Working with Kevin and Gretchen on that was very challenging, figuring out where that comes from, and I think what we landed on was Posthumus being someone who is so young, and so inexperienced. Receiving the information that Imogen has been killed after he sends this letter ordering Pisanio to do so, and receiving the bloody cloth and realizing the reality that he’s actually gone through with it--that this isn’t just something going on in his head, that she has truly been killed--shocks him back into reality. And that is when he realizes the gravity of the murder he’s committed, or arranged to have committed. And he’s so young--Kevin and I decided on an age of about eighteen or nineteen for him, and hitting this sort of shock opens his eyes and makes him realize the weight of what [violence] is.

Another thing that we settled on too was Posthumus being banished for many months. The timeline of the play is vague in the script but when he gets that bloody cloth, he’s returned home to England again with the Roman army. So after living in this world of Italy, Rome, this very different culture where he’s been able to escape from who he is and his upbringing and all that, returning home for the first time and where that relationship with Imogen was created--it ties into the themes about escaping the superficiality of the more urban, booming metropolis of Rome and returning to the countryside. That’s hitting him all at once, and that’s where the repentance comes from.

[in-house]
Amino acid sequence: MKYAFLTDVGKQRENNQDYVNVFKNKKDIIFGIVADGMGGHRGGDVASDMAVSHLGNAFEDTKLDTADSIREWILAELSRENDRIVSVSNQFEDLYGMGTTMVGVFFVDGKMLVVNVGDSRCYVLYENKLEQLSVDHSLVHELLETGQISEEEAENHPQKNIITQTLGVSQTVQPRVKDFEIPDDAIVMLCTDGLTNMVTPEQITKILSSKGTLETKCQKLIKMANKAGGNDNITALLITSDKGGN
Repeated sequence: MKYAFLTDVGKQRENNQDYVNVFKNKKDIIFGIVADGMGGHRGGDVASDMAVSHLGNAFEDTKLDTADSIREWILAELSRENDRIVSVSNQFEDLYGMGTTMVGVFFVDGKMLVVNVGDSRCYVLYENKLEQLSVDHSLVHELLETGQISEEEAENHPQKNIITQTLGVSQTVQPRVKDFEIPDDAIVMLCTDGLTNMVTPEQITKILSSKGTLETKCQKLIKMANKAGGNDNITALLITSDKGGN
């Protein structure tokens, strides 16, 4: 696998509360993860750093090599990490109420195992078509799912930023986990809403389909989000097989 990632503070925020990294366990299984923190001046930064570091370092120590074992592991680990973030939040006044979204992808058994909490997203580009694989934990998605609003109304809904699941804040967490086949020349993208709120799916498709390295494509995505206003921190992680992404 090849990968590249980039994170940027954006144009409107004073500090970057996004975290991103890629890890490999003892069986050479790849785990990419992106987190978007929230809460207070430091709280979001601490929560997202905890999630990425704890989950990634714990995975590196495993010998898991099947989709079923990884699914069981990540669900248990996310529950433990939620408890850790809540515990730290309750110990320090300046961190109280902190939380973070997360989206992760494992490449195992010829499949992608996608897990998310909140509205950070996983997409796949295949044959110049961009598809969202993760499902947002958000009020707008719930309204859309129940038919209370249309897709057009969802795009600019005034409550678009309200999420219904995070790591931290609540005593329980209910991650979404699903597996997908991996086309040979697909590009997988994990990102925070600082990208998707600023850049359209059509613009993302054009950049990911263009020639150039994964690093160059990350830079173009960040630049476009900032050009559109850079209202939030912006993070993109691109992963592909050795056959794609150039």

RM: That is very intelligently put, and thoughtful. One more specific thing about that shift. It’s a line that has become a bit controversial in academic criticism in act 5, scene 1, when he’s returned and he’s forgiven Imogen, and he says to the audience “How many must murder wives much better than themselves for wrying but a little.” The question is, whether when he speaks that line, is Posthumus saying that he still believes that Imogen has been in the wrong? That he’s forgiving her, but despite the fact that she’s somewhat guilty? Or is that a more general proposition to the audience and is he being critical of their general values? How did you work with that line?